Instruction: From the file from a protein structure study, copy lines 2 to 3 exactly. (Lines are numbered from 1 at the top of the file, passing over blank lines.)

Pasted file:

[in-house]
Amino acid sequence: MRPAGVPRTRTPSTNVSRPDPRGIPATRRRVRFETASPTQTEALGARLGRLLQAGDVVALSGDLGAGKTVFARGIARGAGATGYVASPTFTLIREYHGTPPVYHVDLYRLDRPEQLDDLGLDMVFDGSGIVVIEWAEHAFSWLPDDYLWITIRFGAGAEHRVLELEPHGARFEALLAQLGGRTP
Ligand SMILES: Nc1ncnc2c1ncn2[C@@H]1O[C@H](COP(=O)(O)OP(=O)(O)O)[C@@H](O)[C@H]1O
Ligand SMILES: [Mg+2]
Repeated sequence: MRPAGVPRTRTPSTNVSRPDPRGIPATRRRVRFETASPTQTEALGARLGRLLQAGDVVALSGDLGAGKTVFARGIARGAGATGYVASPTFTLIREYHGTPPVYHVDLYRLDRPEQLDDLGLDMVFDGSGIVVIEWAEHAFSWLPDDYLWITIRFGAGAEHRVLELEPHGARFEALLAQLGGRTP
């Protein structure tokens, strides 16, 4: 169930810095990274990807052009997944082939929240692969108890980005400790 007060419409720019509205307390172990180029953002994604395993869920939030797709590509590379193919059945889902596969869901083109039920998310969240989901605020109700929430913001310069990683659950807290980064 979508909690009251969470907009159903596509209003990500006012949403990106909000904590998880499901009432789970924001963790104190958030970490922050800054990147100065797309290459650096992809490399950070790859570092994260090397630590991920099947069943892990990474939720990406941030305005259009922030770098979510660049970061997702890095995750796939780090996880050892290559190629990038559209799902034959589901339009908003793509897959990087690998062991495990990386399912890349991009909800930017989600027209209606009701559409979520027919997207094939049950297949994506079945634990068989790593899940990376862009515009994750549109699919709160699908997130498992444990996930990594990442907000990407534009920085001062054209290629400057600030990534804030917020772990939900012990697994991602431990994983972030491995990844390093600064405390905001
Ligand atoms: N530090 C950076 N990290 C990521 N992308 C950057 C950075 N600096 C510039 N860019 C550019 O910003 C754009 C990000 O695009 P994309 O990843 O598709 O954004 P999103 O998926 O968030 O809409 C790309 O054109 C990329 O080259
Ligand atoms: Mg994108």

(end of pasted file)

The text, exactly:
Amino acid sequence: MRPAGVPRTRTPSTNVSRPDPRGIPATRRRVRFETASPTQTEALGARLGRLLQAGDVVALSGDLGAGKTVFARGIARGAGATGYVASPTFTLIREYHGTPPVYHVDLYRLDRPEQLDDLGLDMVFDGSGIVVIEWAEHAFSWLPDDYLWITIRFGAGAEHRVLELEPHGARFEALLAQLGGRTP
Ligand SMILES: Nc1ncnc2c1ncn2[C@@H]1O[C@H](COP(=O)(O)OP(=O)(O)O)[C@@H](O)[C@H]1O